Has printed copies of CD's queries [on expression] and will distribute them.
This is to acknowledge yours of Feb, 28—
You see I have printed your queries—privately—50 copies—as the best way of putting them where useful answers may be expected. Most of them will go into the hands of agents of the Freedmen's bureau, etc— Others to persons I or Wyman may know & rely on I wish I had them sooner. My crony Wyman has been 2 months in Florida—but will be home again before I could send to him
I did not write the article in the Nation on Popular Lecturing—tho, it contains so many things I have said over and over—that it startled me. Then it hits so many nails square on the head that I should think it could be written only in Cambridge or hereabouts—
It is generally supposed to be written by a person in New York but I suspect a person near by here— —only suspect.
There is a short capital, quiet hit at Agassiz in a later number of the Nation—which Hooker may have sent you.
Yes Magnolia-seeds hang out a-while, in autumn—finally stretch & break the threads of spiral-vessels. Whether birds eat them I dont know. They look enticing & have a pulpy coat— are bitter & spicy
In haste ever yours | A Gray
Shall I send you more of these circulars?
I shall send to Indian-people too.
- f1 5462.f1CD's letter has not been found.
- f2 5462.f2CD evidently enclosed a handwritten copy of his queries about expression with his letter to Gray of 28 February 1867; neither the questionnaire nor the letter have been found. A version of the questionnaire was published in 1868 in the Annual report of the Smithsonian Institution … for the year 1867, p. 324, under the title `Queries about expression for anthropological inquiry'; this version, which contains some American spellings, may be an edited version of the queries printed by Gray (see Freeman and Gautry 1975, pp. 259--60). This questionnaire is also published in Collected papers 2: 136--7.
- f3 5462.f3The United States Bureau of Refugees, Freedmen, and Abandoned Lands, known as the Freedmen's Bureau, was established by the US Congress in 1865 to provide medical and educational aid to the freed African-Americans following the Civil War (EB).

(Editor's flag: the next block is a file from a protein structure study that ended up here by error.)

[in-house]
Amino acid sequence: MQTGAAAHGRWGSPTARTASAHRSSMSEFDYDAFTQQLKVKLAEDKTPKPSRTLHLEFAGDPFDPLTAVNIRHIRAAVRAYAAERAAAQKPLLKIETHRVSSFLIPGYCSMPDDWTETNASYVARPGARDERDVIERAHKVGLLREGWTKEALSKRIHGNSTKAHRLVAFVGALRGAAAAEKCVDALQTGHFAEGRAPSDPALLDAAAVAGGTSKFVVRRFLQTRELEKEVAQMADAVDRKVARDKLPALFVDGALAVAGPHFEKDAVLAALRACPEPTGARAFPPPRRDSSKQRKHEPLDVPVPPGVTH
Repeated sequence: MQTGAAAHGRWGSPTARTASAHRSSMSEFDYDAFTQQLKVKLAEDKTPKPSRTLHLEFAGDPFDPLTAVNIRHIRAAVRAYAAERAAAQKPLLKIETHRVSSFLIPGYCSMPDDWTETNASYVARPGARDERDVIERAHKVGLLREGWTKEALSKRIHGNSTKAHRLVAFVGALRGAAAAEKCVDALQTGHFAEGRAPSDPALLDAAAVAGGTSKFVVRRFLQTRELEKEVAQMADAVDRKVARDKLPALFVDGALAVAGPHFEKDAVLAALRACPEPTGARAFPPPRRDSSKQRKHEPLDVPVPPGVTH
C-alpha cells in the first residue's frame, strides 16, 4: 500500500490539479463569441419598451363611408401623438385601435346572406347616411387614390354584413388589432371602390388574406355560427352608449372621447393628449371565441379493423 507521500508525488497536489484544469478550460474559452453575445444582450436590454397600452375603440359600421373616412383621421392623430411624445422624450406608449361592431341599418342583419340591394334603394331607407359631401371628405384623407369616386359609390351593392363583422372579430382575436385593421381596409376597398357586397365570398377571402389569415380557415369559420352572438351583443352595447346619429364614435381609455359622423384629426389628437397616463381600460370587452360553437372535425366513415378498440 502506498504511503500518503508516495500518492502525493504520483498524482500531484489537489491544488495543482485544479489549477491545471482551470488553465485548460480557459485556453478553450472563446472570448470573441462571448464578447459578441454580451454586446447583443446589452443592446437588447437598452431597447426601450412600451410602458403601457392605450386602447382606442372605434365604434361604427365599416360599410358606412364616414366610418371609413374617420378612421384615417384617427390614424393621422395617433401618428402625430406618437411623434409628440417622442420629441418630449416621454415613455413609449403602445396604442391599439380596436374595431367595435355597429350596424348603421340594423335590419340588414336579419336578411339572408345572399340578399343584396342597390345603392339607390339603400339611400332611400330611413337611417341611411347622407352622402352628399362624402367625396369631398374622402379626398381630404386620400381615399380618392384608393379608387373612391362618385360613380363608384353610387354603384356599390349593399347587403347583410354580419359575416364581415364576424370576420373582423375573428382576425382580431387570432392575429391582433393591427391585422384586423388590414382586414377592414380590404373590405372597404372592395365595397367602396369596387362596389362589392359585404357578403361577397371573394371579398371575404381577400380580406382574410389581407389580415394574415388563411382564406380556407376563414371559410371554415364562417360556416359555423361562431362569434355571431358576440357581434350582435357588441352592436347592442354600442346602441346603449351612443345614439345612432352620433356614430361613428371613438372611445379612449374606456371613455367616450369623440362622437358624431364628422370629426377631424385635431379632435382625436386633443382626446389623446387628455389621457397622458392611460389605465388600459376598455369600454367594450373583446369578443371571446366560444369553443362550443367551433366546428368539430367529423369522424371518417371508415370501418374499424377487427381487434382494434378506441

- f4 5462.f4Jeffries Wyman was an ethnologist and comparative anatomist. Wyman travelled extensively for the sake of his health, and in order to expand his collections; he travelled to Florida eight times between 1852 and 1874 (ANB).
- f5 5462.f5Joseph Dalton Hooker had forwarded the Nation article, `Popularizing science' (Anon. 1867), to CD after it had been sent to him by Gray; CD praised the article and guessed that Gray had written it (see letter from J. D. Hooker, 4 February 1867, and letter to J. D. Hooker, 8 February ).
- f6 5462.f6Gray probably refers to a paragraph in the Nation, 7 March 1867, p. 182, reporting on a lecture of Louis Agassiz's that purported to refute CD's theory. The Nation noted that Agassiz `treated his opponents like a gentleman, and would have treated them like a philosopher had he stated their position clearly, which he did not'.
- f7 5462.f7CD was interested in whether the bright colour of some seeds attracted birds and so aided in seed dispersal (see Origin 4th ed., pp. 430--2). Fritz M¨uller had been sending information on this point; see Correspondence vol. 14, letters from Fritz M¨uller, 2 August 1866, and 1 and 3 October 1866. In his letter of 1 December 1866 (Correspondence vol. 14), M¨uller had told CD about the brightly-coloured seeds of Talauma, a genus closely related to Magnolia. See also letter from Thomas Belt, 12 January 1867 and n. 5.
- f8 5462.f8See n. 2, above. Gray sent the queries on expression to Joseph Trimble Rothrock, who had recently been among native people of British Columbia; he also probably sent the queries to Spencer Fullerton Baird (see letter from J. T. Rothrock to Asa Gray, 31 March 1867 and n. 1, and letter from George Gibbs, 31 March 1867).
- f9 5462.f9CD's annotations are notes for his letter to Asa Gray, 15 April .